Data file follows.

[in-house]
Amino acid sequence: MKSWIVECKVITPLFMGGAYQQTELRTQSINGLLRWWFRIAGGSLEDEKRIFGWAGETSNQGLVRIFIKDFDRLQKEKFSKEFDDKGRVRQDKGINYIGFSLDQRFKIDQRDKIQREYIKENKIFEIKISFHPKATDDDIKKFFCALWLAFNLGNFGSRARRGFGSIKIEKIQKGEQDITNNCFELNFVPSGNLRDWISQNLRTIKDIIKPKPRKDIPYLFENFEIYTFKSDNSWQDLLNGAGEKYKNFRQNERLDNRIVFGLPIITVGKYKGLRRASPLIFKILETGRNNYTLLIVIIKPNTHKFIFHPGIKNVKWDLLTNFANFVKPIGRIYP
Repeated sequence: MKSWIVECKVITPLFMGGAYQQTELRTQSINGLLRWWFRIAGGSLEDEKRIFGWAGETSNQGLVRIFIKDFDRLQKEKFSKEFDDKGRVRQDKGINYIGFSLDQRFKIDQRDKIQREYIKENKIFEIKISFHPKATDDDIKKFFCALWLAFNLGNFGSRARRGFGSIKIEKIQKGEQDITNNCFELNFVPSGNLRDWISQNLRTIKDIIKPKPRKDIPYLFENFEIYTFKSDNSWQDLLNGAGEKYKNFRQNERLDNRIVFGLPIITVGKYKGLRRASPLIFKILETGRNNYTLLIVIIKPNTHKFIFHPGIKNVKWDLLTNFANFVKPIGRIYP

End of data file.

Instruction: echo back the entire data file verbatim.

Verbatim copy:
[in-house]
Amino acid sequence: MKSWIVECKVITPLFMGGAYQQTELRTQSINGLLRWWFRIAGGSLEDEKRIFGWAGETSNQGLVRIFIKDFDRLQKEKFSKEFDDKGRVRQDKGINYIGFSLDQRFKIDQRDKIQREYIKENKIFEIKISFHPKATDDDIKKFFCALWLAFNLGNFGSRARRGFGSIKIEKIQKGEQDITNNCFELNFVPSGNLRDWISQNLRTIKDIIKPKPRKDIPYLFENFEIYTFKSDNSWQDLLNGAGEKYKNFRQNERLDNRIVFGLPIITVGKYKGLRRASPLIFKILETGRNNYTLLIVIIKPNTHKFIFHPGIKNVKWDLLTNFANFVKPIGRIYP
Repeated sequence: MKSWIVECKVITPLFMGGAYQQTELRTQSINGLLRWWFRIAGGSLEDEKRIFGWAGETSNQGLVRIFIKDFDRLQKEKFSKEFDDKGRVRQDKGINYIGFSLDQRFKIDQRDKIQREYIKENKIFEIKISFHPKATDDDIKKFFCALWLAFNLGNFGSRARRGFGSIKIEKIQKGEQDITNNCFELNFVPSGNLRDWISQNLRTIKDIIKPKPRKDIPYLFENFEIYTFKSDNSWQDLLNGAGEKYKNFRQNERLDNRIVFGLPIITVGKYKGLRRASPLIFKILETGRNNYTLLIVIIKPNTHKFIFHPGIKNVKWDLLTNFANFVKPIGRIYP